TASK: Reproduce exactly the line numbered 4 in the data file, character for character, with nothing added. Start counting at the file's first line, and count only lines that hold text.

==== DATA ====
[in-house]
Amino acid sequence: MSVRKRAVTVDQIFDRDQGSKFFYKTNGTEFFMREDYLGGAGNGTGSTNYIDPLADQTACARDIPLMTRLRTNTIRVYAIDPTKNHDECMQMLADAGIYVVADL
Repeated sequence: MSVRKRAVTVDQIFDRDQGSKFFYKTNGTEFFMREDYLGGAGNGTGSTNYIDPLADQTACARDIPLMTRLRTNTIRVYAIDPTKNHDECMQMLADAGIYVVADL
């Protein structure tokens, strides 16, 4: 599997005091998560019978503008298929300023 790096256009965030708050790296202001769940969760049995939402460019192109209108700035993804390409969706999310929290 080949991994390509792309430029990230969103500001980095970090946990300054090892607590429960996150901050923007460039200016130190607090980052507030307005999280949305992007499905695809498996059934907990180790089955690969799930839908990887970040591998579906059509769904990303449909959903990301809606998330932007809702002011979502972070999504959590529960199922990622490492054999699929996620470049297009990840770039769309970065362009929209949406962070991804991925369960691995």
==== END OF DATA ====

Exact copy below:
């Protein structure tokens, strides 16, 4: 599997005091998560019978503008298929300023 790096256009965030708050790296202001769940969760049995939402460019192109209108700035993804390409969706999310929290 080949991994390509792309430029990230969103500001980095970090946990300054090892607590429960996150901050923007460039200016130190607090980052507030307005999280949305992007499905695809498996059934907990180790089955690969799930839908990887970040591998579906059509769904990303449909959903990301809606998330932007809702002011979502972070999504959590529960199922990622490492054999699929996620470049297009990840770039769309970065362009929209949406962070991804991925369960691995």